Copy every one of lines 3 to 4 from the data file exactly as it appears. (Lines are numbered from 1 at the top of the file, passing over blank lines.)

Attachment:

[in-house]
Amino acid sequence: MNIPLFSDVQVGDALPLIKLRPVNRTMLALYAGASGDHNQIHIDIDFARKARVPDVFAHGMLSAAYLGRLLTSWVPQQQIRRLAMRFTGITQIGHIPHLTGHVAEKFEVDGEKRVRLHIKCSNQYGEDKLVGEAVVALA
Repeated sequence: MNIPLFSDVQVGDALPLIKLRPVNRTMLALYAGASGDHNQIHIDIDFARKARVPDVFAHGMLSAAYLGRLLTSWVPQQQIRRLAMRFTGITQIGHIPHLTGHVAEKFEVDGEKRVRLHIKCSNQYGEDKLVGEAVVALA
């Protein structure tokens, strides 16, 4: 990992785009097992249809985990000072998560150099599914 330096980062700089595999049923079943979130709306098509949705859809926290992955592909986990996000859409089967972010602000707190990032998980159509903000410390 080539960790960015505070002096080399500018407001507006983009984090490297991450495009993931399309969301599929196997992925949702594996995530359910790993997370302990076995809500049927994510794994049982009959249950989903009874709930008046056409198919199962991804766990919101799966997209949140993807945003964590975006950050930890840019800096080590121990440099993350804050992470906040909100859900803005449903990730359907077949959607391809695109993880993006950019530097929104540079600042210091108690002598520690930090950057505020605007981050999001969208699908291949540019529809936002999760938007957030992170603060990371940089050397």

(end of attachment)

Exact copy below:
Repeated sequence: MNIPLFSDVQVGDALPLIKLRPVNRTMLALYAGASGDHNQIHIDIDFARKARVPDVFAHGMLSAAYLGRLLTSWVPQQQIRRLAMRFTGITQIGHIPHLTGHVAEKFEVDGEKRVRLHIKCSNQYGEDKLVGEAVVALA
């Protein structure tokens, strides 16, 4: 990992785009097992249809985990000072998560150099599914 330096980062700089595999049923079943979130709306098509949705859809926290992955592909986990996000859409089967972010602000707190990032998980159509903000410390 080539960790960015505070002096080399500018407001507006983009984090490297991450495009993931399309969301599929196997992925949702594996995530359910790993997370302990076995809500049927994510794994049982009959249950989903009874709930008046056409198919199962991804766990919101799966997209949140993807945003964590975006950050930890840019800096080590121990440099993350804050992470906040909100859900803005449903990730359907077949959607391809695109993880993006950019530097929104540079600042210091108690002598520690930090950057505020605007981050999001969208699908291949540019529809936002999760938007957030992170603060990371940089050397």